I know you are a really successful man in your life because you have understood how to live in this world. because of this, it is clear that you are a genius man. so i want to ask you a question about how to study.
you know that in IT Technology there are too many books to read like your books about ISA server or network infrastructure ( i have all of them ). my question is how to read these really big and long books and understand them and memorize them ? ... this is really impossible to read too many books and memorize them. if it is possible maybe i am in a wrong way. i need some guide and tips about how to study.
I'm not Dr Shinder, but let me give some insight from my point of view. Passing exams isn't really about reading books and memorising information - it's about learning and understanding a product and using books for reference material to enforce your understanding. Most people who are legitimately succesful with exams are so because they have either significant expeirience with a product or have taken the time to learn a product properly. Just reading a book can't even begin to teach you the primary objective of what the exam is trying to test.
I hate to say this, but I have seen many MCPs "Multiple Choice Professionals" that have gotten certified with no real world experience who literally just memorized every single cheaters cram sheet they could get their hands on. IÆve seen this many times first hand.
On the other hand, I've also seen people who are very knowledgeable get killed in the exams because they're thinking too much real world and make mistakes and fail. It's very unfortunate, but that is the nature of certifications. That is certainly not the spirit of certification, but it is reality. Certifications can indeed help the true professional, but in my experience it doesn't always produce competent people.
I do agree with you - the point I was trying to make though is that there is no point giving someone advice on how to 'memorise' a book, questions or whatever. This totally devalues the certification and every 'real' IT professional. There are so many cowboys in this industry. In my opinion this is why IT salaries have depleted in the last 5 years.
quote:Originally posted by leonhughes: I do agree with you - the point I was trying to make though is that there is no point giving someone advice on how to 'memorise' a book, questions or whatever. This totally devalues the certification and every 'real' IT professional. There are so many cowboys in this industry. In my opinion this is why IT salaries have depleted in the last 5 years.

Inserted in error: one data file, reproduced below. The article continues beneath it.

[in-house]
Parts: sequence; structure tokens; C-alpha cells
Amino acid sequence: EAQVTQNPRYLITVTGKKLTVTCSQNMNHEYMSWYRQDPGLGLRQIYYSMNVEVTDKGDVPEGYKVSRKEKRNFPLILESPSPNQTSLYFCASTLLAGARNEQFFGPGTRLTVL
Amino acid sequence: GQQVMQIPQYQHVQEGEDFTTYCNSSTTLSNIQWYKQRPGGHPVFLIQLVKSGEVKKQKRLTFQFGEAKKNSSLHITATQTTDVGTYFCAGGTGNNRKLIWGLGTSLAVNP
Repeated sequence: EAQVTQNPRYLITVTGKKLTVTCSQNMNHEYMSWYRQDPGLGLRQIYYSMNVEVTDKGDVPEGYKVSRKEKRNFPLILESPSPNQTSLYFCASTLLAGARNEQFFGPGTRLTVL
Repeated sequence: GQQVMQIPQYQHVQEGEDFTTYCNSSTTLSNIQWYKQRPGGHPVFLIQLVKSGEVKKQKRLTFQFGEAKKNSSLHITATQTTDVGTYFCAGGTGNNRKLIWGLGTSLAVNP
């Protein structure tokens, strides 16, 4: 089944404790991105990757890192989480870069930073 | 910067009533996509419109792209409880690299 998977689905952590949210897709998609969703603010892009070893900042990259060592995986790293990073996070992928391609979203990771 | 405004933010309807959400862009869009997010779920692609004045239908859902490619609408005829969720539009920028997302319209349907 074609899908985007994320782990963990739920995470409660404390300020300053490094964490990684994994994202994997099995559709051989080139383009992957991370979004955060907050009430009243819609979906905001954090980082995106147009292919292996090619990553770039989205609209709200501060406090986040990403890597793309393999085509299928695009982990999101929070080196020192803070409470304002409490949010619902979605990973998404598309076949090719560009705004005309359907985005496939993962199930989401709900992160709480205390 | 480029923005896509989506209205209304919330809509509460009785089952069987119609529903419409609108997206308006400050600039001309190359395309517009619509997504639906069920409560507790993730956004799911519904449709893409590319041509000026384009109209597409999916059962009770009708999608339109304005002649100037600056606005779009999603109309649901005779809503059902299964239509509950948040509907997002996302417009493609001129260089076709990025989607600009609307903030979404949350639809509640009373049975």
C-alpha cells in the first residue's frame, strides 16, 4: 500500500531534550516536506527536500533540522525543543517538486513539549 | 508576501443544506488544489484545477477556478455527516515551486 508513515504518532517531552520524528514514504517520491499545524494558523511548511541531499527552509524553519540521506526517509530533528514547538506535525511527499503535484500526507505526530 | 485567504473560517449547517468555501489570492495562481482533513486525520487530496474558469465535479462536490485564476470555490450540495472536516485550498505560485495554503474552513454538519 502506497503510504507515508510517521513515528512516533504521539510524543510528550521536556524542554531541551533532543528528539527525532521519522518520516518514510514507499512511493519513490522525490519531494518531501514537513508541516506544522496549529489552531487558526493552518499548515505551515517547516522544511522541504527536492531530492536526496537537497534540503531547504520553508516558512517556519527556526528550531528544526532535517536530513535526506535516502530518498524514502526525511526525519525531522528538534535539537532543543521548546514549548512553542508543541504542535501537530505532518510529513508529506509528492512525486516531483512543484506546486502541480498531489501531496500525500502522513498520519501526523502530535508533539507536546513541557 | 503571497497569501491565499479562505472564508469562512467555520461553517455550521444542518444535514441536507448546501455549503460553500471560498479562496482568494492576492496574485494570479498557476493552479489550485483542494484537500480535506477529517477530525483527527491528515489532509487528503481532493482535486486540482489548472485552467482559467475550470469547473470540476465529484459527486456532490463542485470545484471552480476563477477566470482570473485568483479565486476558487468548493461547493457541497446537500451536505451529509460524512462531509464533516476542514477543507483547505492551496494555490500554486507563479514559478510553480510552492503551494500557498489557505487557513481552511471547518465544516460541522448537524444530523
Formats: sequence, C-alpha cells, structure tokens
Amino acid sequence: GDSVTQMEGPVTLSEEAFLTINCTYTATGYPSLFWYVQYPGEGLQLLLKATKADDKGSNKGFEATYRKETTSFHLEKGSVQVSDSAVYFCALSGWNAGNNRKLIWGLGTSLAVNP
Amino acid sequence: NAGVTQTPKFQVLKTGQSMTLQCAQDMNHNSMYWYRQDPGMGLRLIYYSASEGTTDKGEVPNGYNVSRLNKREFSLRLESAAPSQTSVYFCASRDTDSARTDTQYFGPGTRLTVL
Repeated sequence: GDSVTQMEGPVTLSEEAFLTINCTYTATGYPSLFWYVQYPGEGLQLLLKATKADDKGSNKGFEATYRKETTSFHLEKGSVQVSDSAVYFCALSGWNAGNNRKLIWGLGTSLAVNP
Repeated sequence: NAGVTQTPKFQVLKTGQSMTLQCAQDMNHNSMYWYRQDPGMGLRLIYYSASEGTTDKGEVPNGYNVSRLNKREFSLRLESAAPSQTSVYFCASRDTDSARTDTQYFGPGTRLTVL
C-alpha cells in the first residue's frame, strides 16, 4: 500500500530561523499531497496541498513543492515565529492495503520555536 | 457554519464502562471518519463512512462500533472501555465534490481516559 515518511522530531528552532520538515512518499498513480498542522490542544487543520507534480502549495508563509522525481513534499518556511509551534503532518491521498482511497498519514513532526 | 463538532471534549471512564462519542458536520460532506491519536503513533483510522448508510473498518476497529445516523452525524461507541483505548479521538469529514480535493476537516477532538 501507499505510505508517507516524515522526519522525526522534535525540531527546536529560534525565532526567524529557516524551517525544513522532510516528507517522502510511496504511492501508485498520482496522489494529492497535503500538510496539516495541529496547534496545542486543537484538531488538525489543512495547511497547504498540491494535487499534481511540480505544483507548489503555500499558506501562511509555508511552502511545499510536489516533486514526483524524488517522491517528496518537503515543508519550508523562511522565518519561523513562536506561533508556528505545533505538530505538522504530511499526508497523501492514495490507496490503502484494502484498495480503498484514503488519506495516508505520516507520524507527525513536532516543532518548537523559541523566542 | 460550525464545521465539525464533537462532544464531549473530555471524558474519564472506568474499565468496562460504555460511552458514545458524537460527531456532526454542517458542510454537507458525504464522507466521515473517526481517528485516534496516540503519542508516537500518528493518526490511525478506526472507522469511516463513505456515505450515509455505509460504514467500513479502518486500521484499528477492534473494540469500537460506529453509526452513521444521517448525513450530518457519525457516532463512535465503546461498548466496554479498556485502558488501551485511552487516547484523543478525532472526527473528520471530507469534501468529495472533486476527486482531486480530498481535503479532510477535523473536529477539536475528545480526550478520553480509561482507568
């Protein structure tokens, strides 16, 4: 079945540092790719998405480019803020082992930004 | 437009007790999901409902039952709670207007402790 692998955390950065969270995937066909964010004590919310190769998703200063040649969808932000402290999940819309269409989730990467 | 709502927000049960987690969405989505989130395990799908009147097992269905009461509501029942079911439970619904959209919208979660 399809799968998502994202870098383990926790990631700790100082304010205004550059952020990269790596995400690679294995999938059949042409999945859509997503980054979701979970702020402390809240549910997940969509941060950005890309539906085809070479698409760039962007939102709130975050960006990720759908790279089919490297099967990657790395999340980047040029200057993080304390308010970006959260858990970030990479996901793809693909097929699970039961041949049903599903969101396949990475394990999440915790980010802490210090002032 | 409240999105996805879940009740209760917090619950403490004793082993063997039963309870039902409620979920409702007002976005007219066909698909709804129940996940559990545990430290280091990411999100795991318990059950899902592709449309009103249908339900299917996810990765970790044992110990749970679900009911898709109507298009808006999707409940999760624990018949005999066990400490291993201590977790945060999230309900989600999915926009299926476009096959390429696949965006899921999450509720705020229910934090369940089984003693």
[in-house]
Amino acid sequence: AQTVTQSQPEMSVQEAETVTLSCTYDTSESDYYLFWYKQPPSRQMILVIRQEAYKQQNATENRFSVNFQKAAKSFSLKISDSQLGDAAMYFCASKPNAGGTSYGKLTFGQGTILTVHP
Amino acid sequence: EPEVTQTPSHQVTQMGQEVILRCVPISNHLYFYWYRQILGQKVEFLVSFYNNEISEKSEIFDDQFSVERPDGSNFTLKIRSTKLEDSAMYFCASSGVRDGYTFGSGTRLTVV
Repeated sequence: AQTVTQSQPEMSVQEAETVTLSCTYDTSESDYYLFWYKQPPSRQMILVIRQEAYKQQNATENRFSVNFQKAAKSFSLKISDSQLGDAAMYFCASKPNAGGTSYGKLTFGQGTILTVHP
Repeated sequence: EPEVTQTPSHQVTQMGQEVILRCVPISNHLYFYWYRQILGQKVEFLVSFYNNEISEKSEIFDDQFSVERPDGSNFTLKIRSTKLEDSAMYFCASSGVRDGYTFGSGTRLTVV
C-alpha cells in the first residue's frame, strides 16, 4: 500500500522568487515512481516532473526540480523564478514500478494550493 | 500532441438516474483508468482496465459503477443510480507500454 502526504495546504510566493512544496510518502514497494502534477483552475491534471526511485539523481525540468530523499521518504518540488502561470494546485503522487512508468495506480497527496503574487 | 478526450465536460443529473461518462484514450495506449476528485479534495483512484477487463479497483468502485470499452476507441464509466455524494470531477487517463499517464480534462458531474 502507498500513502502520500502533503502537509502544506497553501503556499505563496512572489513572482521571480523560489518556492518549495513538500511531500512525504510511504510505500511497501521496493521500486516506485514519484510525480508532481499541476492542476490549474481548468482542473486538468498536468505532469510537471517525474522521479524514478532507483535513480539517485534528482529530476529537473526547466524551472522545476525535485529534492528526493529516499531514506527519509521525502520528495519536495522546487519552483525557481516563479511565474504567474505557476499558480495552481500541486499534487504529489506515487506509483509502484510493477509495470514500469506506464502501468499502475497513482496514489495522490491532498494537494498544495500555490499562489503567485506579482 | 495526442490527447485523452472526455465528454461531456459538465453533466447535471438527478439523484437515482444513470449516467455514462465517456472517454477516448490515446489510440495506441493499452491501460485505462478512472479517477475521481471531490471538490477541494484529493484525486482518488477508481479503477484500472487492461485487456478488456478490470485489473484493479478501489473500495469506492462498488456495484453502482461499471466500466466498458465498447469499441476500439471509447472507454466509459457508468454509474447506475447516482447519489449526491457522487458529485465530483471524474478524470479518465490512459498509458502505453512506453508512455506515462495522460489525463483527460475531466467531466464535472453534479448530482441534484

You're right. I shouldnÆt be so jaded. If people like Siavash take the exam cram memorization approach, it might seem like the easy road to get IT certification. But when a Multiple Choice Professional takes to the real job market, they get slaughtered. Maybe in the crazy environment of the dot.boom era, you could get away with it. But in this environment, you will get tossed aside.
My approach to learning things is to do them first, and then read the books after doing things. This is why I think VMware is such a great product for all people who are trying to learn about computers, networking, etc. At least Windows. You still need access to the hardware for learning about hardware manufacturers stuff.
I always tried to "figure things out" for serveral hours and it may or may not work. But during the process of trying to make something work, I think about issues that would not consider if I had read the book first. After either succeeding or failing, I then read the book. The brings the content of the book into sharp focus and I almost always figure out what I've done wrong when trying to just "figure it out".
This approach doesn't work for all subjects. For example, you can just "figure out" TCP/IP, you have to study it and learn how it works. Douglas Comer's book on TCP/IP is great and everyone should read it and understand everything in it. Then many of the "mysterious" things we seeing in the networking space everyday are no longer mysteries and you can figure things out based on that core knowledge.
What I have seen that makes people successful does not necessarily involve knowing everything about ISA Server, or Windows, or whatever they are working with. Rather, it is understanding what is required to make something work. That sounded stupid, let me try again.
Say you need to get to the Internet for example. You need to know that you have to have a route to get there, Name resolution, and permission to get there. This is where we seperate the paper certified folks and the professionals. A paper certified dude will sit there and screw around with settings all day in ISA server hoping by randomly changing something it will work. They may be ultra familiar with the interface of ISA server, but not have the supporting knowledge of TCP/IP to know what isn't happening. A true professional can run down the list of all the different things that need to work for web browsing to work and identify which of those things are not cooperating. Even if that person is not knowledgeable on ISA server they will have a pretty good idea of where the problem is and where the resources are to find the answer.
I think what it comes down to are new folks concentrating on getting that MCP or MCSE and etcetera since those (in theory) drive the higher salary. Then they get spanked in the real world. What they really need to do is learn the material for the more basic certs like A+ and Net+. This with some experience gained at a low level while attaining these certs will build the base of knowledge that can enable somebody to be successful. Then go for the bigger certifications.